Biting insects have a tendency to interfere with the outdoor activities we love the most, but using harsh chemicals to repel insects can be toxic to humans as well. Natural mosquito repellent is a great alternative to keep the bugs at bay without the worry of harmful chemicals on your skin or in the environment.
In this article, we'll discuss why it's a good idea to switch to natural bug sprays and give our recommendations for seven of the best natural mosquito repellents on the market.
Our Picks for the Top Natural Bug Repellents
Each product featured here has been independently selected by the writer. Learn more about our review methodology here. If you make a purchase using the links included, we may earn a commission.
- Best Overall: Bug Soother Spray
- Best for Outdoor Sports: All Terrain Herbal Armor
- Best Candle: Murphy's Naturals Mosquito Repellent Candle
- Best for Kids: Babyganics Bug Spray
- Best Cream Repellent: SallyeAnder No-Bite-Me Natural Bug Repellent & Anti Itch Cream
- Best Drugstore Brand: Repel Plant-Based Lemon Eucalyptus Insect Repellent
Why Switch to Natural Insect Repellent?
Natural insect repellent can ward off bug bites while also protecting your skin and the ecosystems around you. Traditional bug sprays and insect repellents may include synthetic chemicals such as DEET and picaridin, which can cause irritation to those with sensitive skin. Even though DEET and picaridin are approved by the Environmental Protection Agency, according to the National Pesticide Information Center, they can be toxic to humans and to the environment.
Natural bug repellents use blends of essential oils and sustainable elements like cedar and lemongrass to prevent bug bites while protecting the environment. Essential oil fragrances such as eucalyptus and peppermint also give off a pleasing aroma, unlike traditional bug sprays. Read on to learn more about our picks for the best natural mosquito repellents.
Best Natural Mosquito Repellents
When choosing our top recommended natural bug sprays, we looked at factors including:
- Ingredients: Formulations with natural ingredients such as essential oils and plant-based materials are the safest for your skin and the environment.
- Effectiveness: Oil of lemon eucalyptus, peppermint oil and citronella are proven to effectively repel insects in a more natural way that's both eco-friendly and can help users avoid skin irritation.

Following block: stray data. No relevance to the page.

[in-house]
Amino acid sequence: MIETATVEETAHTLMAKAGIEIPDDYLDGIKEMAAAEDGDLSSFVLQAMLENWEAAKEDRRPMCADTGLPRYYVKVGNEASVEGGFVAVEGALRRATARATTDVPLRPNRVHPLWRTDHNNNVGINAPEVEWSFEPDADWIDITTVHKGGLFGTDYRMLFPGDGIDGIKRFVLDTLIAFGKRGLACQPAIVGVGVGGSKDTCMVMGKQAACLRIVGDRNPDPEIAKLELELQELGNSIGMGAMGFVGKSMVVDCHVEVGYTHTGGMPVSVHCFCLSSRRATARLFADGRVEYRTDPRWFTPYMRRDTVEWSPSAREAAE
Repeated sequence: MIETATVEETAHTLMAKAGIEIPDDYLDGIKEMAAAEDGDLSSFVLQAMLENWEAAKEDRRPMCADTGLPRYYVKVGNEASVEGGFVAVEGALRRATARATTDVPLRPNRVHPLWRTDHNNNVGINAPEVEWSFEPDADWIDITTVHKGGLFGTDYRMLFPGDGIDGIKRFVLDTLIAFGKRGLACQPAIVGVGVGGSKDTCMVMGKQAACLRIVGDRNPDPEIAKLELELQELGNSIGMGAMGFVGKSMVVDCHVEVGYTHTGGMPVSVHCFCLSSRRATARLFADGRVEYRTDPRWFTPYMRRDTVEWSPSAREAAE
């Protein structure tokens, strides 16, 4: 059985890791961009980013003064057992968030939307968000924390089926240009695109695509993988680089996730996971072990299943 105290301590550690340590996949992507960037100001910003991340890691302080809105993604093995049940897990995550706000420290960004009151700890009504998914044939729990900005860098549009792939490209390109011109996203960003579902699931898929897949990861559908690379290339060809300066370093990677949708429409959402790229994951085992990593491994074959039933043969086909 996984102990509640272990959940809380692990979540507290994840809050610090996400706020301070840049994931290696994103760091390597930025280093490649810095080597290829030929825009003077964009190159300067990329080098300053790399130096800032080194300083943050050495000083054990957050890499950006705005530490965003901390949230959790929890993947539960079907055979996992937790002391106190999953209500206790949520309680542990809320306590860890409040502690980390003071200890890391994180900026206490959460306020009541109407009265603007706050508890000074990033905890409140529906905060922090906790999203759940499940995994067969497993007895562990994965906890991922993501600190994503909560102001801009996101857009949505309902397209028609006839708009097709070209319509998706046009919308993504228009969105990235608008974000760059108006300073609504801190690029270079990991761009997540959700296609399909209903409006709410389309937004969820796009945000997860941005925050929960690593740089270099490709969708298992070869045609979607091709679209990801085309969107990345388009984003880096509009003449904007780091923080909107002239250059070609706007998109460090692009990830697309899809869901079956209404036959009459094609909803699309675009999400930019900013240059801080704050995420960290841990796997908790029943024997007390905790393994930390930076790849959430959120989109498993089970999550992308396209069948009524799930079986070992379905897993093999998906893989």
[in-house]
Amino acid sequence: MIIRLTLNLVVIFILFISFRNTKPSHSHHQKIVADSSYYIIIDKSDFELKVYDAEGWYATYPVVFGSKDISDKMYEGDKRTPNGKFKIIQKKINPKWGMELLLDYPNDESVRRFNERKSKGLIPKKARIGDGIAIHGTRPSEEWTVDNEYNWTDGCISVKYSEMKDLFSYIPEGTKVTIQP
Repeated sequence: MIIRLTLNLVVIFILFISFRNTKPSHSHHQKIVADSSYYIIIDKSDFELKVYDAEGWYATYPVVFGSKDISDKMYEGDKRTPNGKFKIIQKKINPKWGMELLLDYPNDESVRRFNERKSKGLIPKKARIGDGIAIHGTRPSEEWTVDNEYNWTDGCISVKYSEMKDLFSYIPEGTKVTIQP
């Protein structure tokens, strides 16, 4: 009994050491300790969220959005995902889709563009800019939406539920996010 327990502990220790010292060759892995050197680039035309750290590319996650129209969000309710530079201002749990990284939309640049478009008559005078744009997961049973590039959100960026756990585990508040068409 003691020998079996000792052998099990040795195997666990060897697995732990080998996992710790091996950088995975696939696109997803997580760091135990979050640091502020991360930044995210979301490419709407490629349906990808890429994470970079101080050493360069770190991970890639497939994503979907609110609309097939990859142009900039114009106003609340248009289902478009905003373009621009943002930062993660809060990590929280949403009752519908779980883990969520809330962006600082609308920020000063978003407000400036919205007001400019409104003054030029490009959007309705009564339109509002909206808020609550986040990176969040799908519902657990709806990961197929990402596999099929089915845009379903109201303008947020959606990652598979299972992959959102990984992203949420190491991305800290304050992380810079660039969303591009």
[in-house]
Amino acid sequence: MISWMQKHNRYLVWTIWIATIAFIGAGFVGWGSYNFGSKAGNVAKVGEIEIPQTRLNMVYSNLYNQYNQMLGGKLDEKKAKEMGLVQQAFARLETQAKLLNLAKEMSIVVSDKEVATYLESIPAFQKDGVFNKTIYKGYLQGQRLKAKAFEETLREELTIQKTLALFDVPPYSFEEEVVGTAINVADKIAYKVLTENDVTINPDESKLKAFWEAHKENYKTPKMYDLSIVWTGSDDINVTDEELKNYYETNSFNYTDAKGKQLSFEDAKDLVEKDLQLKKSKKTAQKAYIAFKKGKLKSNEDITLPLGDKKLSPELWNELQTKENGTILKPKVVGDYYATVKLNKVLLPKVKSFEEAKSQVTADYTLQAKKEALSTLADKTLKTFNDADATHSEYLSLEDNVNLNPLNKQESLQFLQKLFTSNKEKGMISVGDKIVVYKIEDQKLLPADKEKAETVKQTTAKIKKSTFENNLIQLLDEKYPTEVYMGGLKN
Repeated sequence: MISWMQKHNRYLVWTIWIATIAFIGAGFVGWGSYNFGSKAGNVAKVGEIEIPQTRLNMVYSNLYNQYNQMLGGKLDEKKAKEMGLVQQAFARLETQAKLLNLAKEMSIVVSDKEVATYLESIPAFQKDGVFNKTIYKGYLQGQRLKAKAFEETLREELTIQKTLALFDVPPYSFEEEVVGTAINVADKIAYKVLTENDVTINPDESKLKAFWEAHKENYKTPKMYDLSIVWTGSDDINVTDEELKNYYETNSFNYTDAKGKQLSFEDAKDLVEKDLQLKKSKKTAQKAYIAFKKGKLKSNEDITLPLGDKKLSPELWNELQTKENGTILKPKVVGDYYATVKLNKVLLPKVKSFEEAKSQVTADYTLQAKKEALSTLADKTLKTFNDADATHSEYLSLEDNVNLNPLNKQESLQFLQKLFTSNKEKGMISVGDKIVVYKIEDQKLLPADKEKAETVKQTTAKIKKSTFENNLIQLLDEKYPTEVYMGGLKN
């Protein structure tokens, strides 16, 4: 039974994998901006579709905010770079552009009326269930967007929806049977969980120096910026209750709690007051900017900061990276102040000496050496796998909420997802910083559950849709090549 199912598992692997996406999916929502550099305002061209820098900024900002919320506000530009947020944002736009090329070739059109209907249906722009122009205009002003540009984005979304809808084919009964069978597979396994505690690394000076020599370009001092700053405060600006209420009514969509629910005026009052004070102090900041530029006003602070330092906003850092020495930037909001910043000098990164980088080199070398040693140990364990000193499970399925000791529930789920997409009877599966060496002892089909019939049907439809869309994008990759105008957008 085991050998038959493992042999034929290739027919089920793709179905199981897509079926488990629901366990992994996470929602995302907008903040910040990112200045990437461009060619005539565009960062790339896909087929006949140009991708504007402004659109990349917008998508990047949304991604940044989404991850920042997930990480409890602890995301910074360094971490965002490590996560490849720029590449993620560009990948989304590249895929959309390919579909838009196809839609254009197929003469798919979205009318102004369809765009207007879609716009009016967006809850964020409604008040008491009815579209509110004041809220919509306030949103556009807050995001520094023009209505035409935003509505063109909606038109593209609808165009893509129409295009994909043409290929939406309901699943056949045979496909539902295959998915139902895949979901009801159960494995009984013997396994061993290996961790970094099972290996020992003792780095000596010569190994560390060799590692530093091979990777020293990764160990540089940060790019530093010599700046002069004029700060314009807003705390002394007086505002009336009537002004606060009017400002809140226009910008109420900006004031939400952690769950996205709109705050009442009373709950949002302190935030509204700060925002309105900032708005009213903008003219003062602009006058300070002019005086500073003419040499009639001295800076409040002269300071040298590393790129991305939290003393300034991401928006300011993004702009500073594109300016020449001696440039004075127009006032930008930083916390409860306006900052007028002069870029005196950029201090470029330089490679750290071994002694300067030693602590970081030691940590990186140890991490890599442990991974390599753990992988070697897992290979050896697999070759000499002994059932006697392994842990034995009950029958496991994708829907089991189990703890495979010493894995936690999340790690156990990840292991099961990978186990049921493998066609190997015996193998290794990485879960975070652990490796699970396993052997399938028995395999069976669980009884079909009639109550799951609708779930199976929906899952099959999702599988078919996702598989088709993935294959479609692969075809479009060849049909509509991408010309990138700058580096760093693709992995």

- Scent: The smell of vanilla and peppermint are much more pleasing than the potent smell of traditional bug repellents. With many natural products, you can keep insects away and smell fresh at the same time.
- Reviews: Customer ratings speak not only to the effectiveness of the bug sprays, but also about how they feel on the skin, their fragrances, how long they last and more. Each repellent below has at least a 4-star rating out of 5.
Best Overall: Bug Soother Spray
Made by a family-owned business in Iowa, Bug Soother Spray uses high-quality yet gentle ingredients such as lemongrass oil, castor oil, vitamin E and vanilla oil to create a barrier between you and pesky insects.
This product is efficient at keeping fleas, gnats, no-see-ums and mosquitoes away from all members of your family, including kids and pets. It's even durable enough to be used on farm animals such as horses and chickens. Bug Soother Spray comes in a two-pack with a bonus travel-sized bottle, and you can purchase a refill container to cut down on waste.
Customer Rating: 4.2 out of 5 stars with about 8,000 Amazon ratings
Why Buy: This bug spray formulation includes premium oils and vitamins while staying DEET-free. It has a non-greasy, non-sticky feel and a sweet vanilla scent, and it is not tested on animals. The Bug Soother family is confident enough in its product to promise a satisfaction guarantee if your needs aren't fulfilled.
Best for Outdoor Sports: All Terrain Herbal Armor
Whether you're mountain biking or cheering on your kid's little-league team, All Terrain Herbal Armor is one of the best natural mosquito repellents for outdoor sports. From a packable 2-ounce container to a large 8-ounce bottle, the company sells a variety of sizes to meet your needs.
The brand was started by a climber who saw the harmful effects of DEET when bug spray leaked in his backpack on a trip to Costa Rica, destroying parts of his gear. When he returned home, he created All Terrain's insect repellent to ensure everyone could enjoy the benefits of the outdoors without mosquitos — or plastic-melting toxins — ruining the moment.